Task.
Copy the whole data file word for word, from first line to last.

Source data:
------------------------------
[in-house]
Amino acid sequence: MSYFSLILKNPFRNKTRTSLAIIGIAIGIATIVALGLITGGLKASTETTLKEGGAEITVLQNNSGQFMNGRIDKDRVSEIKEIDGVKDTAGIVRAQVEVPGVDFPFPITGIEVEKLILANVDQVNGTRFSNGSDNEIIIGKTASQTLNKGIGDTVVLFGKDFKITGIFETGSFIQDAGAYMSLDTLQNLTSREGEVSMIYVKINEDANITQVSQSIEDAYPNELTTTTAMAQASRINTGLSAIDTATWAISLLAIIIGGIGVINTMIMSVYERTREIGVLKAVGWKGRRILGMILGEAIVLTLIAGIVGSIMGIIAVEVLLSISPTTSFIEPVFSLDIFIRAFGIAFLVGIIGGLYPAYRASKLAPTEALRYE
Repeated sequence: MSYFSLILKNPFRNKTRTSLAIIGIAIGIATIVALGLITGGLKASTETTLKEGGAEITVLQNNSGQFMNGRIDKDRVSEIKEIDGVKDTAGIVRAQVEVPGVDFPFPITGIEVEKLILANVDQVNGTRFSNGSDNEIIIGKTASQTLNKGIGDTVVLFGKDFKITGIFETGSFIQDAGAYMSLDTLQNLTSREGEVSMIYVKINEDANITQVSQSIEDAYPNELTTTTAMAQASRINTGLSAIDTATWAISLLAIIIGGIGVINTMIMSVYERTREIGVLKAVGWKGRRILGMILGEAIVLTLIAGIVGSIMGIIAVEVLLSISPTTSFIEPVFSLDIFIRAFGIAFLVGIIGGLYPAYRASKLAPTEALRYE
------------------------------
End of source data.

[in-house]
Amino acid sequence: MSYFSLILKNPFRNKTRTSLAIIGIAIGIATIVALGLITGGLKASTETTLKEGGAEITVLQNNSGQFMNGRIDKDRVSEIKEIDGVKDTAGIVRAQVEVPGVDFPFPITGIEVEKLILANVDQVNGTRFSNGSDNEIIIGKTASQTLNKGIGDTVVLFGKDFKITGIFETGSFIQDAGAYMSLDTLQNLTSREGEVSMIYVKINEDANITQVSQSIEDAYPNELTTTTAMAQASRINTGLSAIDTATWAISLLAIIIGGIGVINTMIMSVYERTREIGVLKAVGWKGRRILGMILGEAIVLTLIAGIVGSIMGIIAVEVLLSISPTTSFIEPVFSLDIFIRAFGIAFLVGIIGGLYPAYRASKLAPTEALRYE
Repeated sequence: MSYFSLILKNPFRNKTRTSLAIIGIAIGIATIVALGLITGGLKASTETTLKEGGAEITVLQNNSGQFMNGRIDKDRVSEIKEIDGVKDTAGIVRAQVEVPGVDFPFPITGIEVEKLILANVDQVNGTRFSNGSDNEIIIGKTASQTLNKGIGDTVVLFGKDFKITGIFETGSFIQDAGAYMSLDTLQNLTSREGEVSMIYVKINEDANITQVSQSIEDAYPNELTTTTAMAQASRINTGLSAIDTATWAISLLAIIIGGIGVINTMIMSVYERTREIGVLKAVGWKGRRILGMILGEAIVLTLIAGIVGSIMGIIAVEVLLSISPTTSFIEPVFSLDIFIRAFGIAFLVGIIGGLYPAYRASKLAPTEALRYE